Why Your Nerve Wiring Is Essential to Your Diabetic Foot Health

Dr. Corey Fox
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Director of Massapequa Podiatry Associates

Think of a suspenseful horror movie (but not in too scary detail; this is still a family-friendly blog).

The protagonist knows the danger is out there. Lurking. Waiting to strike. But as long as they can see what’s coming, they should be able to make it out alright!

…And that, of course, is when the power to the house gets cut.

What does this have to do with your foot health and diabetes? There’s a pretty apt metaphor in all of this.

The Problem Is Coming from Inside the House

The complications of diabetes are the threat in the movie, out to ruin and destroy. When it comes to our feet, this tends to happen over a gradual period of time.

Diabetes has a tendency to interfere with our circulation, and the feet are among the first victims to suffer from this. They’re the farthest parts of us from our hearts, after all, so it takes more effort for blood to reach them with all the oxygen, nutrients, and other factors our cells need to conduct repairs.

As the effects of diabetes contribute to weakness and narrowing in our blood vessels, the feet can begin to gradually suffer more and more. Cuts and other injuries on the feet can take longer to heal as the cells receive reduced supplies to complete the job.

It can worsen to a point where an injury takes a long time to heal, or maybe doesn’t even have a chance to heal without medical intervention. That’s really bad, since you’re basically allowing wounds to open wider and become infected.

But we have a built-in system that helps with all this—when it is working properly.

Killing the Alarm

When even a small cut can turn into a huge problem, our nerves are there to alert us to damage. This is important because when we know something is wrong, we can take steps to address it.

But just like the lights going out in a scary movie, diabetes can also cause our nerves to “flicker” and go out over time. Complications can cause direct damage, and our nerves also depend greatly on our blood supply for optimal function. The same thing that hurts the rest of our cells will hurt our nerves as well.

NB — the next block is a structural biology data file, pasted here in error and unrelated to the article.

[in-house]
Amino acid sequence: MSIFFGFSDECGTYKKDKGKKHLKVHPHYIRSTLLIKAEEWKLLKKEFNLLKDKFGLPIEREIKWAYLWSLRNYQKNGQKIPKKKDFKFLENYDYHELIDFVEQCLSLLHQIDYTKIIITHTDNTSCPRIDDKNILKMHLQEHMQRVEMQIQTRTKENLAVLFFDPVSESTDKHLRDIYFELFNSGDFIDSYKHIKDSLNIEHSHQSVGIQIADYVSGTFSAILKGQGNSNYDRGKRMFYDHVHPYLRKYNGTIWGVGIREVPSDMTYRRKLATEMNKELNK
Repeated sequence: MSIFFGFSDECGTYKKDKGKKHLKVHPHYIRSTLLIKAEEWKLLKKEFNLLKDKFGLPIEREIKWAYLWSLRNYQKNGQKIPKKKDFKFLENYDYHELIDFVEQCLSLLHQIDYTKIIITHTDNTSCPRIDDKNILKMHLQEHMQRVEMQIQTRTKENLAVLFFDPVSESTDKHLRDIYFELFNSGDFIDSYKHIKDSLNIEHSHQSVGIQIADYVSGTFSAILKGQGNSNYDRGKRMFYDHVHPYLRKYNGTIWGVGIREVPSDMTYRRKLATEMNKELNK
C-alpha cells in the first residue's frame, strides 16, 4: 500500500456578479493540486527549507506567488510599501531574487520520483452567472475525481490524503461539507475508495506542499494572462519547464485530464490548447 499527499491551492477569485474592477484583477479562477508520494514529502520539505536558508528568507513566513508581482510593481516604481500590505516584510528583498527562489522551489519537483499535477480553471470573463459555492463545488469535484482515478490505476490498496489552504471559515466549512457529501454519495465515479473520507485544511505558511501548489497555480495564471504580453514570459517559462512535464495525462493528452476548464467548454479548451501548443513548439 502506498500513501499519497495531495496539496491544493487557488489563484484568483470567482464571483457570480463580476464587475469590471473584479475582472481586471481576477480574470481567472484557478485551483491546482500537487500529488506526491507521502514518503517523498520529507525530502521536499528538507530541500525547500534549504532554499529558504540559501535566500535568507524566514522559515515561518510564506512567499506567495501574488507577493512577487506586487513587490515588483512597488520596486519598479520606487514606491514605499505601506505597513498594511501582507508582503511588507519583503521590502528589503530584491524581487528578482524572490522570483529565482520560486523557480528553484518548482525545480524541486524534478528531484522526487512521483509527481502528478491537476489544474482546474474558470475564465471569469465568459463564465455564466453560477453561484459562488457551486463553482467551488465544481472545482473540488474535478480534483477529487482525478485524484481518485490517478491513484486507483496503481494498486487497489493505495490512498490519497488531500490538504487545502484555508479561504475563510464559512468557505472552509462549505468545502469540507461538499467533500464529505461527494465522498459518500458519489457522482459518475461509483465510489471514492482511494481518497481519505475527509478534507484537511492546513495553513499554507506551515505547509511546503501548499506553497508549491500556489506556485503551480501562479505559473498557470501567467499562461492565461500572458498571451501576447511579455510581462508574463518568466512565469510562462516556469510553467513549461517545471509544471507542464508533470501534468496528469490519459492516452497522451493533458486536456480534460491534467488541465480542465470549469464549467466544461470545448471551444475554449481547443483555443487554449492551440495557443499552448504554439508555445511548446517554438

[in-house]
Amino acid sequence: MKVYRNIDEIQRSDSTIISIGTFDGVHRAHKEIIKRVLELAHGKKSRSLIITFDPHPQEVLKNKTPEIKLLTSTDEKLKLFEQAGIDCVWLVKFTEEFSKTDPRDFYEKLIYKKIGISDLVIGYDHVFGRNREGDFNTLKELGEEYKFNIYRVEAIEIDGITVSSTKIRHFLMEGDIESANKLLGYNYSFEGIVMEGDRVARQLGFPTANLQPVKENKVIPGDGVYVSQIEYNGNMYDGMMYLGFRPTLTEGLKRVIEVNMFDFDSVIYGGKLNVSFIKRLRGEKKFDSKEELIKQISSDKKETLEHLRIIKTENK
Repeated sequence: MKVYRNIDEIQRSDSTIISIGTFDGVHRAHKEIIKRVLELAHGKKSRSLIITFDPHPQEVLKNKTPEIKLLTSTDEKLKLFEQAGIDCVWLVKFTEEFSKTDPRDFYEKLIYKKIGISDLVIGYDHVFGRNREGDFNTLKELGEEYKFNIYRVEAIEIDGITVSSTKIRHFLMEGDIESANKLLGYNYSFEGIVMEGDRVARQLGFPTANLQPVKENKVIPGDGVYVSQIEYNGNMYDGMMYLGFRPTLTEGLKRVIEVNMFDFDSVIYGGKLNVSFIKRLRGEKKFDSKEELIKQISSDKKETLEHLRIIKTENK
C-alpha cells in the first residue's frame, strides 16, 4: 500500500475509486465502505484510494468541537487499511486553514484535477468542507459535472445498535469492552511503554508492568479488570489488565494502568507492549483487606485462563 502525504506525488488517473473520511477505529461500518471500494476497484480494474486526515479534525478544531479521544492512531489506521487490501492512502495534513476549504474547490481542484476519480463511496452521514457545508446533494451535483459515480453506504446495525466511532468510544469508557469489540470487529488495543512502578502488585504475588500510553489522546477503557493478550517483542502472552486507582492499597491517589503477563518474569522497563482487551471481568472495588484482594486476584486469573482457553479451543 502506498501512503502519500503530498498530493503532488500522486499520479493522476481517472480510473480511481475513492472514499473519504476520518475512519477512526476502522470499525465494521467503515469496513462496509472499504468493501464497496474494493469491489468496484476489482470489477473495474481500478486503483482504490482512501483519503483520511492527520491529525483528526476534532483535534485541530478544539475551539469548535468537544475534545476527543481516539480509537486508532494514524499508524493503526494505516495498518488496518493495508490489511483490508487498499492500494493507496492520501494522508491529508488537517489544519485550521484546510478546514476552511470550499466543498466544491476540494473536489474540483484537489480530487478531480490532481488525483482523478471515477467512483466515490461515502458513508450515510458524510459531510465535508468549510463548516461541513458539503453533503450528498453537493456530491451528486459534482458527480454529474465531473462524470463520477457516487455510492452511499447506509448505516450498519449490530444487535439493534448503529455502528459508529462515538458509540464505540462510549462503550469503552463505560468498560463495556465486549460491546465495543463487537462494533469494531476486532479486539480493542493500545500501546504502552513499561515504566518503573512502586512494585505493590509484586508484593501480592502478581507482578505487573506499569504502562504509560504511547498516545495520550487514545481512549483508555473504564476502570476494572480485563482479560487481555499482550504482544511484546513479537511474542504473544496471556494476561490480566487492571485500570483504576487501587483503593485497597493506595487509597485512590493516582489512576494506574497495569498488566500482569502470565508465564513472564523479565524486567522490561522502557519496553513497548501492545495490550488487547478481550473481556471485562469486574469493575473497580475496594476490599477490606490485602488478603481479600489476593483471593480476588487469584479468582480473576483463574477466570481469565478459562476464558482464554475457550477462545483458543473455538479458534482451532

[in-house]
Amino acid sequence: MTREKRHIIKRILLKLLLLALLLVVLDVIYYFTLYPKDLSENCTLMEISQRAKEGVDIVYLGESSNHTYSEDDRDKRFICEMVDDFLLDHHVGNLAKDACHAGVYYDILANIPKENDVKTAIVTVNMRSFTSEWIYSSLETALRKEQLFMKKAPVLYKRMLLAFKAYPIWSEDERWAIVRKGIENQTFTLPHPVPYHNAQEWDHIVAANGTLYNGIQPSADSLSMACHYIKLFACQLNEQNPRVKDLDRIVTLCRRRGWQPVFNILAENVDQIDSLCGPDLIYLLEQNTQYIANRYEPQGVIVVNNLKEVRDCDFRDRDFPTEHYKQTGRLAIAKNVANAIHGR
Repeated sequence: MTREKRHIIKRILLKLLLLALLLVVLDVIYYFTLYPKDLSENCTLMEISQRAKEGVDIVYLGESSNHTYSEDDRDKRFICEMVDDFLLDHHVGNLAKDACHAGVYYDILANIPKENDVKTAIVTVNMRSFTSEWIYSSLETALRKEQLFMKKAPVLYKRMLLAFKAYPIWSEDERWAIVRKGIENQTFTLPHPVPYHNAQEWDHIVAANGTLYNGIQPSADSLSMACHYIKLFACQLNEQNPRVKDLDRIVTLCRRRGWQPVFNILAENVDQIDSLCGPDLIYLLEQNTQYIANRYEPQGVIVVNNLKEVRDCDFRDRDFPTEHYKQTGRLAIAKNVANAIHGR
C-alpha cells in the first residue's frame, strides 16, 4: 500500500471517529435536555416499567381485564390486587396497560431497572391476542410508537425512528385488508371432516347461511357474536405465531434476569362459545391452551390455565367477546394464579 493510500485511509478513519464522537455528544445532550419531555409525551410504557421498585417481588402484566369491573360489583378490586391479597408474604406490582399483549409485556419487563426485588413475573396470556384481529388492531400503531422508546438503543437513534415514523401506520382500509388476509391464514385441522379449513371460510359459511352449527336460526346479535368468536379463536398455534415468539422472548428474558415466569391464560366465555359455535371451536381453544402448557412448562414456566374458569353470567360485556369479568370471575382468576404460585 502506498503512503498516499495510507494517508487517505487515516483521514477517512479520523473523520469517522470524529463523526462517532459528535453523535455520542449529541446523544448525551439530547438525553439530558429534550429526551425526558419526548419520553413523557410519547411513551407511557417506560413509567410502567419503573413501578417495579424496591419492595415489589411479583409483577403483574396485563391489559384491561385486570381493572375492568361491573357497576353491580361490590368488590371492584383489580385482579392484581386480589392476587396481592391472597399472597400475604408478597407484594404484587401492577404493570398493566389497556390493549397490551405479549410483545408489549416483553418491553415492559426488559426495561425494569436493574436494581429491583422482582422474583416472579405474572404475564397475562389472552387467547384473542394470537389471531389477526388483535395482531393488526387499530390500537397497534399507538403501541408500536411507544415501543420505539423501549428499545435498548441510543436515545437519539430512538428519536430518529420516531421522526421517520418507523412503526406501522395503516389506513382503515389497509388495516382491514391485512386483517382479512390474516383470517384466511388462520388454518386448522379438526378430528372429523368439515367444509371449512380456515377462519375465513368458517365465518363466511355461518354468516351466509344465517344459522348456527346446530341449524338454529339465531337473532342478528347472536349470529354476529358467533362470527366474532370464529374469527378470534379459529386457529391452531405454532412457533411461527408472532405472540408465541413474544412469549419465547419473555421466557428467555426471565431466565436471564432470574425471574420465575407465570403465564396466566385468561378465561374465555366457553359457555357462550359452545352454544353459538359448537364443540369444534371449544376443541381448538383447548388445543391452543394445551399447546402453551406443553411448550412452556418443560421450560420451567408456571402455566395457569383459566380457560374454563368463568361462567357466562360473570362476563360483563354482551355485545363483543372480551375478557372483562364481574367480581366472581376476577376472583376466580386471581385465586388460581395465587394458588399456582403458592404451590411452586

At first, you may feel pain, tingling, and other sensations as your nerves become damaged (aka peripheral neuropathy). Gradually, you may start to feel less of these sensations and more of… nothing at all.

As numbness creeps in, your capacity to detect the pain of injuries also diminishes. Eventually, it can reach the point where you don’t realize you have an injury on your foot without actually seeing it.

The thought of that might sound pretty silly if you aren’t at the stage when you experience it yourself, but we assure you it is true. There are too many diabetic foot cases where an injury went unnoticed for too long. What might have been a small cut or sore was continually walked on, allowing the problem to grow into a deep ulcer that needed much more intensive attention than it would have originally. In some cases, infection and destruction had set in so severely that an amputation was required.

We don’t say this in an attempt to frighten you into anything, but the risks do exist—and they are relatively easy to fight back against.

Giving Your Feet a Happier Ending

As much of a dark force as diabetes may seem, you can fight back against it in substantial ways, helping to preserve the health of both your feet and your nerves.

If you are experiencing tingling, shooting pains, or other abnormal sensations in your feet, the time to take steps to address that is now. It is not something to wait on, because the outcome is likely going to be the problem becoming worse faster than if you started treatment.

Treatment for neuropathy can significantly slow its progress, and sometimes stop it entirely. A plan may include one or more of the following:

  • Changes in diet and physical activity
  • Quitting smoking and/or limiting alcohol consumption
  • Physical therapy
  • Electrical nerve stimulation
  • Medication

An effective plan to maintain the health of your nerves now will have benefits for you farther down the road.

Similarly, keeping an eye on your feet in general now can help identify and manage problems before they have the chance to turn into something serious. This means inspecting your feet every day for signs of trouble such as cuts, sores, discoloration—anything that isn’t normal and should not be there.

When you find something, let us know. We can advise you to keep an eye on it, or recommend you come in (if it’s something that needs more attention). We will have a record either way, and a history of what has been going on with your feet. This can allow us to make even better decisions on how to help prevent additional problems in the future.

Once again, do not wait for the situation to become bad. That’s as foolish as going down into the basement alone and saying you’ll be right back! Give Massapequa Podiatry Associates a call at (516) 541-9000 or fill out our online contact form to request an appointment.

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